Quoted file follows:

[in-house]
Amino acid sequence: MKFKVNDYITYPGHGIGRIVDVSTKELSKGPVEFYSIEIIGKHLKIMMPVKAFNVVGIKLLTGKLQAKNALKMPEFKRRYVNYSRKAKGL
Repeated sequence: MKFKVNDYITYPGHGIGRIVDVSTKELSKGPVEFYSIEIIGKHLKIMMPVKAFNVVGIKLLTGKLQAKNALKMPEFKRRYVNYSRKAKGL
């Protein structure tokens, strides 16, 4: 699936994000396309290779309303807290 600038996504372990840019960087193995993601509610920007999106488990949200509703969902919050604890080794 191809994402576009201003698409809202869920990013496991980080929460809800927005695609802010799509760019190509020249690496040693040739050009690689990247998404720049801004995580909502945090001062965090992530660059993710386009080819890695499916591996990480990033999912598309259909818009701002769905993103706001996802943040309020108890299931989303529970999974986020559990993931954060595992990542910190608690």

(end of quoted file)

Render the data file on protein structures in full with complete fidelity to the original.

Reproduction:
[in-house]
Amino acid sequence: MKFKVNDYITYPGHGIGRIVDVSTKELSKGPVEFYSIEIIGKHLKIMMPVKAFNVVGIKLLTGKLQAKNALKMPEFKRRYVNYSRKAKGL
Repeated sequence: MKFKVNDYITYPGHGIGRIVDVSTKELSKGPVEFYSIEIIGKHLKIMMPVKAFNVVGIKLLTGKLQAKNALKMPEFKRRYVNYSRKAKGL
């Protein structure tokens, strides 16, 4: 699936994000396309290779309303807290 600038996504372990840019960087193995993601509610920007999106488990949200509703969902919050604890080794 191809994402576009201003698409809202869920990013496991980080929460809800927005695609802010799509760019190509020249690496040693040739050009690689990247998404720049801004995580909502945090001062965090992530660059993710386009080819890695499916591996990480990033999912598309259909818009701002769905993103706001996802943040309020108890299931989303529970999974986020559990993931954060595992990542910190608690």